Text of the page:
7. andrewmm

    Senior Member

    Feb 25, 2011
    139
    26
    Have you installed the arduino tools ?
    They are on the arduino.cc web site.

    Have look here,

    https://www.arduino.cc/en/Guide/HomePage

    Arduino is a family of compatible processor boards, and an included tool set ( IDE)
    install the off line IDE from the options in the above link,

    First start is to get the arduino powered up, and the on board led should flash.
    this is the default program 'all' arduinos are sold with.
    lovingly called blinky.


    From the above link, you will get into the IDE.
    Arduino has a slightly strange language if you have C++ ,

    so a program to you and me is called a sketch, and the arduino IDE will be very forceful on its file / folder structure.

    You will see arduino code has two sections,
    the first one runs once on start up ,
    its where you put the pin names you want for what pins,
    start things like the serial link to talk to the computer et al.

    The second bit runs constantly in a loop,
    its where you put the actual code,

    so something like

    turn led on
    wait a bit
    turn led off
    wait a bit

    would run for ever, flashing the led on and off.

    The actual arduino code is

    // the loop routine runs over and over again forever:
    void loop() {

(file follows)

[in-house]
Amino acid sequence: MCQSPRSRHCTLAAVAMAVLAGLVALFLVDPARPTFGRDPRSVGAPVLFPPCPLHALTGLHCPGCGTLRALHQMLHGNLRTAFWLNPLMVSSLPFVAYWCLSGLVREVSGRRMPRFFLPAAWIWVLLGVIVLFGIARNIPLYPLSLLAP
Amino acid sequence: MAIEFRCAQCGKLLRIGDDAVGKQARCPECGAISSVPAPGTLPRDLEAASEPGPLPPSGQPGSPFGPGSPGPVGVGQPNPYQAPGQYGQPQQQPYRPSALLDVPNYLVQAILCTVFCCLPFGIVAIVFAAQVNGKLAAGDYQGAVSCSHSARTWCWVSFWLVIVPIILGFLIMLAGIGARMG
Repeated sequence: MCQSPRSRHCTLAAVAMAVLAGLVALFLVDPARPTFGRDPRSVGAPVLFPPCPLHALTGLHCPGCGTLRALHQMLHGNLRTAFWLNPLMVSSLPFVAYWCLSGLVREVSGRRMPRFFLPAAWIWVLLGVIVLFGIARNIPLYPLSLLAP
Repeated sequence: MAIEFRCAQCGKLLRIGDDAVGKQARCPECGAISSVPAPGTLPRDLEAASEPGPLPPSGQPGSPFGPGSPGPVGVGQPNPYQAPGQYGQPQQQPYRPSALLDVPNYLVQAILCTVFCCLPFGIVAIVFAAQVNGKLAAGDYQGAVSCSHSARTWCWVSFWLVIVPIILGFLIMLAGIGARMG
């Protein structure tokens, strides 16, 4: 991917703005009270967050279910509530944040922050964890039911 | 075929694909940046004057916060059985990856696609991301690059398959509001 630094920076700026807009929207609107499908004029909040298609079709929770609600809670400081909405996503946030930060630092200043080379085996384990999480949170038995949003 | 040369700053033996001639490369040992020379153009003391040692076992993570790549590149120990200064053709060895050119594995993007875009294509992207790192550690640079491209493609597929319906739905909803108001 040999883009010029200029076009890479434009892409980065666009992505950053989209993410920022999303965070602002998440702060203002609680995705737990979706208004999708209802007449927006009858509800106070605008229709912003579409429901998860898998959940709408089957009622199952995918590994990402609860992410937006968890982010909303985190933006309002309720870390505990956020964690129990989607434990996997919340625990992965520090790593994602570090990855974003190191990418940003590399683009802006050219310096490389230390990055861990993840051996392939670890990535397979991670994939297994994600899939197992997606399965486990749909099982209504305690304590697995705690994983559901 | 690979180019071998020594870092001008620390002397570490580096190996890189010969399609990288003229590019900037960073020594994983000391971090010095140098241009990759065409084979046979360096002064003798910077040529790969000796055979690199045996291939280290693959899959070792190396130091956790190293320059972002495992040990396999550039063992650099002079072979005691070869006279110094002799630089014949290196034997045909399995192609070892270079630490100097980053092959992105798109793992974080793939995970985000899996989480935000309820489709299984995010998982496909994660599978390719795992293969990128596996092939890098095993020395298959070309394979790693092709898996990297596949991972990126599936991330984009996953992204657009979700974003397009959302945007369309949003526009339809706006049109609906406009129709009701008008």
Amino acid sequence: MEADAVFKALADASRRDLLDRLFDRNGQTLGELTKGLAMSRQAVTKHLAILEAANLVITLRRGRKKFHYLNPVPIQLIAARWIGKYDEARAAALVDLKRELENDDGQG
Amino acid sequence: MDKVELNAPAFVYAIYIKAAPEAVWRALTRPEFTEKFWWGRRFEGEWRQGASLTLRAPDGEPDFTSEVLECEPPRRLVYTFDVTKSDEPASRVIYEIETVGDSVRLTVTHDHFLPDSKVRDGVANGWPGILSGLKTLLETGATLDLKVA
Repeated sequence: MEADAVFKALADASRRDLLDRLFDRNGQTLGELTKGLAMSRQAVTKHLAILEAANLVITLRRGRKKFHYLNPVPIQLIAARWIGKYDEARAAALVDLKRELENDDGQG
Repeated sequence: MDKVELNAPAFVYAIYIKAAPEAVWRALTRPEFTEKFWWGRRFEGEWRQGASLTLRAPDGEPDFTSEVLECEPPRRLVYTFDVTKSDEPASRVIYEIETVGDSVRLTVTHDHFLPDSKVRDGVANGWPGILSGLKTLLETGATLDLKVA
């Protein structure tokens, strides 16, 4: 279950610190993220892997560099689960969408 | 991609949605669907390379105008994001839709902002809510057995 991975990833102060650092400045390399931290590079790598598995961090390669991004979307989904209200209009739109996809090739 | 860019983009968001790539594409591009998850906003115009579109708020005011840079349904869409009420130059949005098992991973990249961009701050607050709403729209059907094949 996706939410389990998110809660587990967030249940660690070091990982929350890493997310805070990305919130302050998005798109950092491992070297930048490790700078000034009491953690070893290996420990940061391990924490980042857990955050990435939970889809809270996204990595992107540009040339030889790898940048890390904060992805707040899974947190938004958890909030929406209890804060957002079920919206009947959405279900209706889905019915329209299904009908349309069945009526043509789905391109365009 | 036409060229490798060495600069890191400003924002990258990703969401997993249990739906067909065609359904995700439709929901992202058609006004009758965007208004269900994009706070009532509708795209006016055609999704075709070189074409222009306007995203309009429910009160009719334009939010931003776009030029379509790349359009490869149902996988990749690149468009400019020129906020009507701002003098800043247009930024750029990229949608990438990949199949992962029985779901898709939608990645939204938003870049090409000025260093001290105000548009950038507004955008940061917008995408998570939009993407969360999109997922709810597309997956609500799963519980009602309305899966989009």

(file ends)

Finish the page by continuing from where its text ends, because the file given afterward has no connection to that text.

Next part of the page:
digitalWrite(led, HIGH); // turn the LED on (HIGH is the voltage level)
    delay(1000); // wait for a second
    digitalWrite(led, LOW); // turn the LED off by making the voltage LOW
    delay(1000); // wait for a second
    }

    there are lots of built in examples and support on the web site,

    reading the adc and writing to the dacs is just abut as easy,
    with analogRead and analogWrite.

    get in and give it a go,

    As to why digital or analog.


    If a processor can do the job, at a price you want, go digital, it gives you many more options,
     
  8. dannyf

    Well-Known Member

    Sep 13, 2015
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    the original solution is "digital", implemented in relays.

    as such, using ladder logic on a plc (avr) would be a natural extension of the original design.
     
  9. GopherT

    AAC Fanatic!

    Nov 23, 2012
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    So, you want to invest time and equipment to improve something that works fine while risking that the system is down for some period of time to set up the arduino?

    Are you just thinking an arduino will be better just because it is not a relay? Or, do you have a strong desire to learn programming and microcontrollers with hopes of using arduinos in other applications where they are really going to improve something.
     
  10. andrewmm

    Senior Member

    Feb 25, 2011
    139
    26
    you missed the bit
    "If a processor can do the job, at a price you want, go digital, it gives you many more options"
     
  11. andrewmm

    Senior Member

    Feb 25, 2011
    139
    26
    Hows it going ?